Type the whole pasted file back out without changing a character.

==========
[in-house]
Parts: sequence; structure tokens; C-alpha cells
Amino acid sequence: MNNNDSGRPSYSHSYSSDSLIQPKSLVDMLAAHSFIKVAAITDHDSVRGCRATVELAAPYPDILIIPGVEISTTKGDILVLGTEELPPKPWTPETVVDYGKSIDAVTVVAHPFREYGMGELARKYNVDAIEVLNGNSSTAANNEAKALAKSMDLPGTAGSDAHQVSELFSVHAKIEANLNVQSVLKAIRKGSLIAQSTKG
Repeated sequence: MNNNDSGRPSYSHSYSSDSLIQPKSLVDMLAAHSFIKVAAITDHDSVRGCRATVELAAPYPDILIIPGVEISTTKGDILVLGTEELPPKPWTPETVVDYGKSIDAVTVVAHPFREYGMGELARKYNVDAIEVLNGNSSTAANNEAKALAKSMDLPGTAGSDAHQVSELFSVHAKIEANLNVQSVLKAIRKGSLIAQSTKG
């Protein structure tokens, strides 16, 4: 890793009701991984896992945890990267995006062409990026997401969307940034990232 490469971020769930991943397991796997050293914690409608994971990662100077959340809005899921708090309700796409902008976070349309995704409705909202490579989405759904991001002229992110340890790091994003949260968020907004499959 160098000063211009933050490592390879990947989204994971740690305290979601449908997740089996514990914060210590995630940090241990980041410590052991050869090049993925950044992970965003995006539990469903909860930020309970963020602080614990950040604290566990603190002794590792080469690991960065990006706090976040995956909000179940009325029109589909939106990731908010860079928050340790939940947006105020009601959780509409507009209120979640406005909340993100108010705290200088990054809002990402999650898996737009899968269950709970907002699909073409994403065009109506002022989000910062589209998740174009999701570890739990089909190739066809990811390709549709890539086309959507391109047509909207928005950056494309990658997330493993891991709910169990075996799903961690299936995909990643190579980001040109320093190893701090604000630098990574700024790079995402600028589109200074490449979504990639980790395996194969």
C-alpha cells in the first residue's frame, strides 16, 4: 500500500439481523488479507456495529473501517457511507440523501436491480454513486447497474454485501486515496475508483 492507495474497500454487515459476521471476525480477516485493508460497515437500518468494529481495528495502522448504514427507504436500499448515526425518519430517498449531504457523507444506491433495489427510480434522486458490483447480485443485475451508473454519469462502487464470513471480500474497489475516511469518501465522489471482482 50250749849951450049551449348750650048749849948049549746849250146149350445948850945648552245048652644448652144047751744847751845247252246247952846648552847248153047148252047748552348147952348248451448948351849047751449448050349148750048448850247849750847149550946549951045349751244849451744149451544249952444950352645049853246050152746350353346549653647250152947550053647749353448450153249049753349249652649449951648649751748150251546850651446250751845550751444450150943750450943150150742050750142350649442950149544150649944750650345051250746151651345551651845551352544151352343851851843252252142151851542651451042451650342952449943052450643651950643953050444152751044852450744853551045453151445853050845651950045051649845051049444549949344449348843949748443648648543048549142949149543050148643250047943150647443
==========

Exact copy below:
[in-house]
Parts: sequence; structure tokens; C-alpha cells
Amino acid sequence: MNNNDSGRPSYSHSYSSDSLIQPKSLVDMLAAHSFIKVAAITDHDSVRGCRATVELAAPYPDILIIPGVEISTTKGDILVLGTEELPPKPWTPETVVDYGKSIDAVTVVAHPFREYGMGELARKYNVDAIEVLNGNSSTAANNEAKALAKSMDLPGTAGSDAHQVSELFSVHAKIEANLNVQSVLKAIRKGSLIAQSTKG
Repeated sequence: MNNNDSGRPSYSHSYSSDSLIQPKSLVDMLAAHSFIKVAAITDHDSVRGCRATVELAAPYPDILIIPGVEISTTKGDILVLGTEELPPKPWTPETVVDYGKSIDAVTVVAHPFREYGMGELARKYNVDAIEVLNGNSSTAANNEAKALAKSMDLPGTAGSDAHQVSELFSVHAKIEANLNVQSVLKAIRKGSLIAQSTKG
């Protein structure tokens, strides 16, 4: 890793009701991984896992945890990267995006062409990026997401969307940034990232 490469971020769930991943397991796997050293914690409608994971990662100077959340809005899921708090309700796409902008976070349309995704409705909202490579989405759904991001002229992110340890790091994003949260968020907004499959 160098000063211009933050490592390879990947989204994971740690305290979601449908997740089996514990914060210590995630940090241990980041410590052991050869090049993925950044992970965003995006539990469903909860930020309970963020602080614990950040604290566990603190002794590792080469690991960065990006706090976040995956909000179940009325029109589909939106990731908010860079928050340790939940947006105020009601959780509409507009209120979640406005909340993100108010705290200088990054809002990402999650898996737009899968269950709970907002699909073409994403065009109506002022989000910062589209998740174009999701570890739990089909190739066809990811390709549709890539086309959507391109047509909207928005950056494309990658997330493993891991709910169990075996799903961690299936995909990643190579980001040109320093190893701090604000630098990574700024790079995402600028589109200074490449979504990639980790395996194969």
C-alpha cells in the first residue's frame, strides 16, 4: 500500500439481523488479507456495529473501517457511507440523501436491480454513486447497474454485501486515496475508483 492507495474497500454487515459476521471476525480477516485493508460497515437500518468494529481495528495502522448504514427507504436500499448515526425518519430517498449531504457523507444506491433495489427510480434522486458490483447480485443485475451508473454519469462502487464470513471480500474497489475516511469518501465522489471482482 50250749849951450049551449348750650048749849948049549746849250146149350445948850945648552245048652644448652144047751744847751845247252246247952846648552847248153047148252047748552348147952348248451448948351849047751449448050349148750048448850247849750847149550946549951045349751244849451744149451544249952444950352645049853246050152746350353346549653647250152947550053647749353448450153249049753349249652649449951648649751748150251546850651446250751845550751444450150943750450943150150742050750142350649442950149544150649944750650345051250746151651345551651845551352544151352343851851843252252142151851542651451042451650342952449943052450643651950643953050444152751044852450744853551045453151445853050845651950045051649845051049444549949344449348843949748443648648543048549142949149543050148643250047943150647443